Construction Challenges

A raised deck requires a higher degree of construction skill and knowledge. The structure needed for a raised deck is substantial compared to a ground-level deck. The requirements for your physical skill and ability will also increase, as the building process will insist that you work overhead and handle heavy framing materials. As previously mentioned, you may need to employ others or leverage your creativity to compensate for a lack of additional help.

Permitting Complexities

In contrast to a low-built deck, a raised deck will most certainly need permit approval. The increased height poses building and safety concerns that must be addressed through a design and approval process. This means drafting and submitting construction documents for approval through your local or regional construction governing agency. This process will require additional time and money to realize project completion.

Increased Maintenance Requirements

The higher the deck, the higher the cost of maintaining it. Unlike a ground-level deck, seasonal maintenance costs will increase as a raised deck requires ladders or other specialized equipment. An elevated deck will undoubtedly increase the time needed to complete maintenance tasks, adding to the overall cost. The underside of the deck will also require regular maintenance to ensure it is clean and safe to enjoy. If you need to replace or fix a part of an elevated deck, the cost will be higher than it would be for a lower deck.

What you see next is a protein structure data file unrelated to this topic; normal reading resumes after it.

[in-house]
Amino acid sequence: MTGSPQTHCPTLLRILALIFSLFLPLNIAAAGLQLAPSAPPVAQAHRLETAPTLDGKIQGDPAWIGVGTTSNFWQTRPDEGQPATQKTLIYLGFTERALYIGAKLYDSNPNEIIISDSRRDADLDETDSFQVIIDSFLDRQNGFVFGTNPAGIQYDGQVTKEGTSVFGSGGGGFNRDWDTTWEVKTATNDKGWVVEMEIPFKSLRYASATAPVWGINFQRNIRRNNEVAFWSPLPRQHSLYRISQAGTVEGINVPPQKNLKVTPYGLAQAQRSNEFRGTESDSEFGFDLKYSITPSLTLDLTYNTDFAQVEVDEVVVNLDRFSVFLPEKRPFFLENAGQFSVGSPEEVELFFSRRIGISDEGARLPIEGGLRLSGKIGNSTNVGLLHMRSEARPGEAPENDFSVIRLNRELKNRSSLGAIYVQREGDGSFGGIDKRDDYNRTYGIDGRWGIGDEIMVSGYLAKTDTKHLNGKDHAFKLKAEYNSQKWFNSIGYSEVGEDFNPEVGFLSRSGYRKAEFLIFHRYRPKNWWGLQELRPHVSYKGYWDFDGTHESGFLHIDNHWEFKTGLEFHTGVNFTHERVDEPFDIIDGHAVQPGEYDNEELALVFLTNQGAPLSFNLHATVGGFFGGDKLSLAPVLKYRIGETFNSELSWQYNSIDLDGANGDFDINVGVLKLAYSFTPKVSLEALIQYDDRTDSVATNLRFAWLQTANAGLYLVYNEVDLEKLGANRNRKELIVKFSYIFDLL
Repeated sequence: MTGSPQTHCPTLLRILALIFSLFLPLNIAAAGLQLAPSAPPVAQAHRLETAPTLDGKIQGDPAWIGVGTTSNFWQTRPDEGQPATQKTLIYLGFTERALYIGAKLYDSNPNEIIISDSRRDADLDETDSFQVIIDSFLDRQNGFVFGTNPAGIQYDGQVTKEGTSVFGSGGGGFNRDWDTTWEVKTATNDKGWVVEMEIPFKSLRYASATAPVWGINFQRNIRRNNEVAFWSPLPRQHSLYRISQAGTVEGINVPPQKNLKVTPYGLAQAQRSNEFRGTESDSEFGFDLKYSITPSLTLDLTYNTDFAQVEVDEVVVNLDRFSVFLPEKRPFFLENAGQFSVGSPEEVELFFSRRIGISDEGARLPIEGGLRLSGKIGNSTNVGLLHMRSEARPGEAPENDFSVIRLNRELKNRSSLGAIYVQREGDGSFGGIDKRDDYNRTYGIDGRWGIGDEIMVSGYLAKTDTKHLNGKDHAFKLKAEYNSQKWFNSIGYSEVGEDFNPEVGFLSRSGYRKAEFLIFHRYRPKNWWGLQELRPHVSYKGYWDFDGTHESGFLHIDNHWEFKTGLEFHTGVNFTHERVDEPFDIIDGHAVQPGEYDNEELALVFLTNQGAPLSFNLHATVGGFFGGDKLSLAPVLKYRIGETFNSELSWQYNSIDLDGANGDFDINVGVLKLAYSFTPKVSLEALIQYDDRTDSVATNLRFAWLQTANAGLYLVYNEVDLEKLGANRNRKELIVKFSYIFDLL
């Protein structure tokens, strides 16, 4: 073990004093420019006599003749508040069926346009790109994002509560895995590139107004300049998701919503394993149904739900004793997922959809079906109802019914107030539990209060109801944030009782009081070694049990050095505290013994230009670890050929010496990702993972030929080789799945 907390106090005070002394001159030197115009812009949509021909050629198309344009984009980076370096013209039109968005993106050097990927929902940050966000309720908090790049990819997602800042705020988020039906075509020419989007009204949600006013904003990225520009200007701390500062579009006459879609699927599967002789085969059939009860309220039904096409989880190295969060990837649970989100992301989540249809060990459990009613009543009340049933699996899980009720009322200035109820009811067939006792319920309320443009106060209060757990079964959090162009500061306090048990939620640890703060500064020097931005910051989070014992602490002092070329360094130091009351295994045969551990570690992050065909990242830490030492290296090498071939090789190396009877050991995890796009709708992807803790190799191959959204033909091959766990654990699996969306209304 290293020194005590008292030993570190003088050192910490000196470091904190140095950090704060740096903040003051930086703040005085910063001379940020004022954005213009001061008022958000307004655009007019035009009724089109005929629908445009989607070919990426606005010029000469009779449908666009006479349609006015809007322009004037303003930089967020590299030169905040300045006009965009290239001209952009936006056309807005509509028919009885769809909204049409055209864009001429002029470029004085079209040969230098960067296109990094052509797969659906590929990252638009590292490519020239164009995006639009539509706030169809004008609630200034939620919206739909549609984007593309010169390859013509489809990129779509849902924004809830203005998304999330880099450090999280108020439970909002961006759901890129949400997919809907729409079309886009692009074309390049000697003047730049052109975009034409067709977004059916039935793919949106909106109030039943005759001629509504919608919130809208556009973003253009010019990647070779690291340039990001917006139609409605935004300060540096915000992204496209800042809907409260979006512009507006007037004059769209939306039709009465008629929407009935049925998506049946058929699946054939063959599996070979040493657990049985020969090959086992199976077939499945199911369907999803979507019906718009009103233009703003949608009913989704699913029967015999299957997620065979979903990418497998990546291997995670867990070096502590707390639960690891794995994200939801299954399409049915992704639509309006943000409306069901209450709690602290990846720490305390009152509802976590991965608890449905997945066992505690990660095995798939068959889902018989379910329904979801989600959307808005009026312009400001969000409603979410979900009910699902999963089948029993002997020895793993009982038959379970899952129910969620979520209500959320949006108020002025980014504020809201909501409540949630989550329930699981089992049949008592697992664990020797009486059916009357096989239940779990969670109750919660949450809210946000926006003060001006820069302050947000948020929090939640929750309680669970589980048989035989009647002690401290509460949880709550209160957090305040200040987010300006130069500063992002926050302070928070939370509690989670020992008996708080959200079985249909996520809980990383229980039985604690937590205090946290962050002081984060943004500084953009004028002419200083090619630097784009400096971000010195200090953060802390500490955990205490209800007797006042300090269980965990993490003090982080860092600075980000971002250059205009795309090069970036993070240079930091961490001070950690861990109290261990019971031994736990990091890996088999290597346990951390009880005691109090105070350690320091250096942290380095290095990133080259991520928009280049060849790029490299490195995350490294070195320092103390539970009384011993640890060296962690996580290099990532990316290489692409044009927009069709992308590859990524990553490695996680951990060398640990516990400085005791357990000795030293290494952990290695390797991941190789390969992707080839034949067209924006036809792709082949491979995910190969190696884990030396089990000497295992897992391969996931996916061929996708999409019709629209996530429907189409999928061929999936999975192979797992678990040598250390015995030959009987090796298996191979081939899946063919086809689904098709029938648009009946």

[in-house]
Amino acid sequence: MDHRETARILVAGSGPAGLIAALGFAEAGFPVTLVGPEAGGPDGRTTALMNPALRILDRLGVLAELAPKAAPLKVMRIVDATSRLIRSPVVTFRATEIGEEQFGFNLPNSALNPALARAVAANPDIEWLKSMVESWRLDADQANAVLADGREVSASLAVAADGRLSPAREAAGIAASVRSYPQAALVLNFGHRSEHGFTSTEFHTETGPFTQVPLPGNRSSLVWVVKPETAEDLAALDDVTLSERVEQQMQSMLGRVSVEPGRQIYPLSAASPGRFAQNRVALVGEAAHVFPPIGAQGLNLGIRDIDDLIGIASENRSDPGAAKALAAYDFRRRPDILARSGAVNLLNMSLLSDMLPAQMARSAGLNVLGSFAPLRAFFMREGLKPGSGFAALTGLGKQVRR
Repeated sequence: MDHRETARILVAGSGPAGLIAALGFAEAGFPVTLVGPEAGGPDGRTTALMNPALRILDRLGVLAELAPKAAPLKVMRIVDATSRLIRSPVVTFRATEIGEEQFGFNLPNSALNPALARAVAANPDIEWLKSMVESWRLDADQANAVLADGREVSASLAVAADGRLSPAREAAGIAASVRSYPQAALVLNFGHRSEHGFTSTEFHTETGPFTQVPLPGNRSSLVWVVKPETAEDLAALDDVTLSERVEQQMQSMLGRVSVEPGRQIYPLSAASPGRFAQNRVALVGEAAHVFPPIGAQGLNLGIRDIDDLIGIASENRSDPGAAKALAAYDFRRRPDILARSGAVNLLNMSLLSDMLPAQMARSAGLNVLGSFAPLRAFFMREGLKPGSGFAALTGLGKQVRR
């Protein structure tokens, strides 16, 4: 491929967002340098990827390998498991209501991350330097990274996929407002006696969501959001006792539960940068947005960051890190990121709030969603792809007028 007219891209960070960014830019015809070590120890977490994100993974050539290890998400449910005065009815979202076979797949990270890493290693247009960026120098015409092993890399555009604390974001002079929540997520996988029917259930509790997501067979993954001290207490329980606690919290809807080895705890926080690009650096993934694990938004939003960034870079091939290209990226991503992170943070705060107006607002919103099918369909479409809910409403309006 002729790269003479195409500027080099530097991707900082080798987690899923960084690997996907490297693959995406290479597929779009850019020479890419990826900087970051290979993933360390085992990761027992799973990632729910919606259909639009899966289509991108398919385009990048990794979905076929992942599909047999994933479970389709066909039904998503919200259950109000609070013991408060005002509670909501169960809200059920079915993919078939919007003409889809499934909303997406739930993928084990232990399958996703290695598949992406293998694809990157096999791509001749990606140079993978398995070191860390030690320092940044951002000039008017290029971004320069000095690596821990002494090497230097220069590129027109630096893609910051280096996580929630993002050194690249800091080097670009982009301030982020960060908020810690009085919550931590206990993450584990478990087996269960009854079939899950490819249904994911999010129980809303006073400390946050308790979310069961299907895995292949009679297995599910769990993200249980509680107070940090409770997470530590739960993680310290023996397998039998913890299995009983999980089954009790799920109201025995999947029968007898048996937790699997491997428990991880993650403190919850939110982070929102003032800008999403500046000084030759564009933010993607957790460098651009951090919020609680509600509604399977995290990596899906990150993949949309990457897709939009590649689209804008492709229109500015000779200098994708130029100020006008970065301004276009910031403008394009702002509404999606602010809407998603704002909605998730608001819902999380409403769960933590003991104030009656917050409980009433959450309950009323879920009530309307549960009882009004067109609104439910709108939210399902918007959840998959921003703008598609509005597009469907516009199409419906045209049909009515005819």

To Raise or Not To Raise

Building a raised deck comes with enticing rewards and notable challenges. On the one hand, the expanded outdoor living space, enhanced views, improved drainage, and architectural interest add significant value to your property. On the other hand, the higher construction costs, increased complexity of construction, permitting requirements, and elevated maintenance needs demand careful consideration and planning. Yet, with the correct information and guidance, you can navigate these challenges and reap the benefits of a raised deck.

Remember, with the right resources and expertise, the sky's the limit for transforming your outdoor living space. If you need further advice, our team at Knowles Building Centre will gladly help elevate your knowledge.

Disclaimer: The information and resources in these articles and on this website are available for informational and educational purposes only. The articles provided on this website are created with every reasonable effort to ensure completeness and accuracy. In doing so, the article writers, publishers, and the business that this website represents assume no responsibility for errors, omissions, or opposed interpretation of the articles and under no circumstance will these parties be held liable for any direct, indirect and/or consequential damages of any kind incurred from undertaking tasks outlined in the articles or on this website. In addition, it is suggested that readers check by-laws, zoning laws and building codes of your local area and country.